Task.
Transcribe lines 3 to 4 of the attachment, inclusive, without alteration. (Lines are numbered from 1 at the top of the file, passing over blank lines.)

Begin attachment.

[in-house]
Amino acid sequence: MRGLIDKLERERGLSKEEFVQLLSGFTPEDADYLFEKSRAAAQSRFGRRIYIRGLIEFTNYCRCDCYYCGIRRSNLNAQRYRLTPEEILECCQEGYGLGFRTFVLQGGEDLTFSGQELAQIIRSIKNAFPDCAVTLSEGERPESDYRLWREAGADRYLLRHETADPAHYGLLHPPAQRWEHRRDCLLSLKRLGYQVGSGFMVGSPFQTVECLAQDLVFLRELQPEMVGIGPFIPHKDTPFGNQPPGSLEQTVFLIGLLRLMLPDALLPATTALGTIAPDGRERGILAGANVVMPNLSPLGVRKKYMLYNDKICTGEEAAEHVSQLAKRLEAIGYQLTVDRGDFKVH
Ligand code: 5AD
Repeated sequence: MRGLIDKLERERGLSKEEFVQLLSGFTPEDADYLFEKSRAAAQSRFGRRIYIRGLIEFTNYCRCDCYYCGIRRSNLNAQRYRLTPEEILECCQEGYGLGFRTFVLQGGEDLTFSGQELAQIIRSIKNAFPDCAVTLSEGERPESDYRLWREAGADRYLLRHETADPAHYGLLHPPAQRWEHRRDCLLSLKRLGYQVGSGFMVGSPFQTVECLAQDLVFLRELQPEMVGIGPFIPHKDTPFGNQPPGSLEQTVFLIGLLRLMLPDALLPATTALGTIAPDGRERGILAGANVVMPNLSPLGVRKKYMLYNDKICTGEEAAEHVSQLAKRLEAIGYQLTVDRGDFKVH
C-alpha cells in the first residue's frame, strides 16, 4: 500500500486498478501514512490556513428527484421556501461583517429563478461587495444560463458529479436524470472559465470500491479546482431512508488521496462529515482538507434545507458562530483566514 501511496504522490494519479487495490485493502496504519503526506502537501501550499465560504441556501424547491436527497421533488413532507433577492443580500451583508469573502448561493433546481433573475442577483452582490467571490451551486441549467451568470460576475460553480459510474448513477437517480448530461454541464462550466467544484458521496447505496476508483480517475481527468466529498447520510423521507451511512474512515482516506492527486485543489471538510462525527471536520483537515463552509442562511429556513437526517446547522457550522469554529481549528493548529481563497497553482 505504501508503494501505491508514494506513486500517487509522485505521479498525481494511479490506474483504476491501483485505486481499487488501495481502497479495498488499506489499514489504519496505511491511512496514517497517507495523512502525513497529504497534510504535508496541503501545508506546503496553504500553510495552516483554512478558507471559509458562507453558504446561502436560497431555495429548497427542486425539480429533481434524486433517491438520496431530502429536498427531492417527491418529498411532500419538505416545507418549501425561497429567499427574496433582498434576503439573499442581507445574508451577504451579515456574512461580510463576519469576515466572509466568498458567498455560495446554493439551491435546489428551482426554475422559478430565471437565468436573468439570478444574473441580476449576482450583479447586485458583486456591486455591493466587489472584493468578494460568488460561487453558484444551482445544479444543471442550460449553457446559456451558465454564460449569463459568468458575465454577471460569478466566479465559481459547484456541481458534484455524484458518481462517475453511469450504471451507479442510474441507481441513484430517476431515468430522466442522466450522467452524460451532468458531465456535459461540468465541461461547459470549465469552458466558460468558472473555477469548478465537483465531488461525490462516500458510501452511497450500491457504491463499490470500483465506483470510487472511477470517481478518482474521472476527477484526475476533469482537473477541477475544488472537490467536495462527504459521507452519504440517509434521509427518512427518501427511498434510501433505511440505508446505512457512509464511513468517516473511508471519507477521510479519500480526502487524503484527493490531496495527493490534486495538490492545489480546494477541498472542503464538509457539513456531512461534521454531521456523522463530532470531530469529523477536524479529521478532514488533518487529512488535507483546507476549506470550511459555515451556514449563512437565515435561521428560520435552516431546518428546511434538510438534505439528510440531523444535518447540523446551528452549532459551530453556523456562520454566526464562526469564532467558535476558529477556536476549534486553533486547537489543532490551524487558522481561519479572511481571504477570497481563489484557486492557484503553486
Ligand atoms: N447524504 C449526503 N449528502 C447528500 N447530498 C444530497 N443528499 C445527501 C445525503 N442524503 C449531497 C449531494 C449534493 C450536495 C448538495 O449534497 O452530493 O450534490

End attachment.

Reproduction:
Ligand code: 5AD
Repeated sequence: MRGLIDKLERERGLSKEEFVQLLSGFTPEDADYLFEKSRAAAQSRFGRRIYIRGLIEFTNYCRCDCYYCGIRRSNLNAQRYRLTPEEILECCQEGYGLGFRTFVLQGGEDLTFSGQELAQIIRSIKNAFPDCAVTLSEGERPESDYRLWREAGADRYLLRHETADPAHYGLLHPPAQRWEHRRDCLLSLKRLGYQVGSGFMVGSPFQTVECLAQDLVFLRELQPEMVGIGPFIPHKDTPFGNQPPGSLEQTVFLIGLLRLMLPDALLPATTALGTIAPDGRERGILAGANVVMPNLSPLGVRKKYMLYNDKICTGEEAAEHVSQLAKRLEAIGYQLTVDRGDFKVH